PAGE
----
You’re breaking up with me question mark

Recently I read that using punctuation in a text might suggest that I am untrustworthy because it shows a lack of spontaneity and sincerity. Although being literate down to the last comma is etched into my DNA, I understand why literacy has become suspect. It appears that ever since electronic contact has all but replaced what was once considered genuine human contact, we have abandoned old-fashioned rules about written communication and have replaced them with new, and confusing, rules for writing intimacy.

Nothing brings home this point about the confusing transition to new relationship rules more poignantly than the Sprint commercial made popular a number of years ago, in which a young man and woman are sitting across from one another in a restaurant booth—both holding their cell phones—when the following takes place:

“I just got a text from you that you’re breaking up with me,” he says, looking up, incredulous, from his phone.

“Don’t worry about that, ” she tells him. “I switched to [the] Sprint $69.99 plan, so I wasn’t charged extra,” after which he receives an alert on his phone and again looks up, aghast, at his soon-to-be ex.

“Okay,” he tells her, “I just got your break-up email.”

“Emails are unlimited, too,” she says, this time with a big smile on her face. “And look,” she adds as she shows him her phone. “I just changed my Facebook status to ‘single.'”

Never mind that she is a sociopath incapable of feeling empathy. What we need to understand is that she is no less a victim, albeit a symbolic one, of our mass alienation from ourselves and from each other than are the more sensitive among us.

When I reflect on the faux intimacy of the twenty-first century relationship, I understand why the rules of written communication need to change. In the throes of a breakup, the rejected partner in the commercial is certainly not in any shape to consider whether he should use a series comma or should put a question mark at the end of his sentence. And taking the time to do so might send the message, figuratively and literally, that he feels less shocked and hurt than he has every right to feel.

Although until now I have resolutely followed the rules of grammar, punctuation, and usage whenever I have sent an email or a text to friends and companions, I feel an emerging, and surprising, discomfort about doing it because on a visceral level I have begun to understand that, in person, one would never scream, “Don’t be an a**hole exclamation point” at one’s partner or whisper, “I want you semicolon do you want me question mark” into an intimate’s ear.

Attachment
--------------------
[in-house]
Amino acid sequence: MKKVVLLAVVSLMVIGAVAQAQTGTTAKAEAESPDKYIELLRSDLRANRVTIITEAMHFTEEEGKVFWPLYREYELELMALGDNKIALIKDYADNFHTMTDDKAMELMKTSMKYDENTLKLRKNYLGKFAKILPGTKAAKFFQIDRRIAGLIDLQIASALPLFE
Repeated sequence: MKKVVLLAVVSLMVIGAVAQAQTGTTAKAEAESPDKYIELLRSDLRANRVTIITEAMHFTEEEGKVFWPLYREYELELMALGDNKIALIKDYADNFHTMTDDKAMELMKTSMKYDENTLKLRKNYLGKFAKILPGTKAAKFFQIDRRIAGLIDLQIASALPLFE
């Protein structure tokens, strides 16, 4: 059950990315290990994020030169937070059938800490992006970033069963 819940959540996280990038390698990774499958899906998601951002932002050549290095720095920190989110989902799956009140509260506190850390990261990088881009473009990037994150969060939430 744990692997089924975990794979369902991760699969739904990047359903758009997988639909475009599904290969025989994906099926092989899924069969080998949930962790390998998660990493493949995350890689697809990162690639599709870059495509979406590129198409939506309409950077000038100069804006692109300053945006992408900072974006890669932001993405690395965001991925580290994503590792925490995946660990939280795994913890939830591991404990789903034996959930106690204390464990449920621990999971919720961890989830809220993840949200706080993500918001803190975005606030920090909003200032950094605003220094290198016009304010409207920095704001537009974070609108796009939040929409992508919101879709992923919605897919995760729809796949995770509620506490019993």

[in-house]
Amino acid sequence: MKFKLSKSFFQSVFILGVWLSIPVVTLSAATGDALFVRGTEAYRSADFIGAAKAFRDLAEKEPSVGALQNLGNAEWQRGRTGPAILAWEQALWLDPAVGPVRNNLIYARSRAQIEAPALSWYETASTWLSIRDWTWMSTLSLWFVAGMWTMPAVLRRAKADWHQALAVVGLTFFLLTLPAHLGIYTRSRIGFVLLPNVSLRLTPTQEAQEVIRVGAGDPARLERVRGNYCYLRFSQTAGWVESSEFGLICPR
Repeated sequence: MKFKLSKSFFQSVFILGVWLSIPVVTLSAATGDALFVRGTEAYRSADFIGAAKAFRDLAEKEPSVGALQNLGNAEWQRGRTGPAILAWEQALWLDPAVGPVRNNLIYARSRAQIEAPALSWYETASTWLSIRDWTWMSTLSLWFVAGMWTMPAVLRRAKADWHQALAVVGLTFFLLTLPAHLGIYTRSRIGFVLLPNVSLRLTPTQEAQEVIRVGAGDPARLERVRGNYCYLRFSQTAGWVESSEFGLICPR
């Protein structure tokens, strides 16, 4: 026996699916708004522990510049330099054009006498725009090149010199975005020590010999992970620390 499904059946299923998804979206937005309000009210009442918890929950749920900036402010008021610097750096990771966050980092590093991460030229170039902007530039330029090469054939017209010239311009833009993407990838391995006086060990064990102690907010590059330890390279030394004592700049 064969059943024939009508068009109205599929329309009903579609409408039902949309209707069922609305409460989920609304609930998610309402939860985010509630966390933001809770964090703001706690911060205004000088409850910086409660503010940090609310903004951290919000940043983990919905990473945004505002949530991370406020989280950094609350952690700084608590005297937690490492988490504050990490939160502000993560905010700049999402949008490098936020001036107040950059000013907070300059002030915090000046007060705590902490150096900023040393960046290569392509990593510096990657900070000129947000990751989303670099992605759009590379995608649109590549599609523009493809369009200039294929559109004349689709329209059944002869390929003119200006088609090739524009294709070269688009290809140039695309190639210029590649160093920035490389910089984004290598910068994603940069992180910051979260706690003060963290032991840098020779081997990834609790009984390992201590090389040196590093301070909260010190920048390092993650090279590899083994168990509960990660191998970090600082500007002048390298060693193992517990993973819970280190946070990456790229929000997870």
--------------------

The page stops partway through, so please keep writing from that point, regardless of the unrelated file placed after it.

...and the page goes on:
“Kindness” (by Naomi Shihab Nye)

Before you know what kindness really is
you must lose things,
feel the future dissolve in a moment
like salt in a weakened broth.
What you held in your hand,
what you counted and carefully saved,
all this must go so you know
how desolate the landscape can be
between the regions of kindness.
How you ride and ride
thinking the bus will never stop,
the passengers eating maize and chicken
will stare out the window forever.

Before you learn the tender gravity of kindness,
you must travel where the Indian in a white poncho
lies dead by the side of the road.
You must see how this could be you,
how he too was someone
who journeyed through the night with plans
and the simple breath that kept him alive.

Before you know kindness as the deepest thing inside,
you must know sorrow as the other deepest thing.
You must wake up with sorrow.
You must speak to it till your voice
catches the thread of all sorrows
and you see the size of the cloth.

Then it is only kindness that makes sense anymore,
only kindness that ties your shoes
and sends you out into the day to mail letters and
purchase bread,
only kindness that raises its head
from the crowd of the world to say
it is I you have been looking for,
and then goes with you every where
like a shadow or a friend.

from Words under the Words: Selected Poems by Naomi Shihab Nye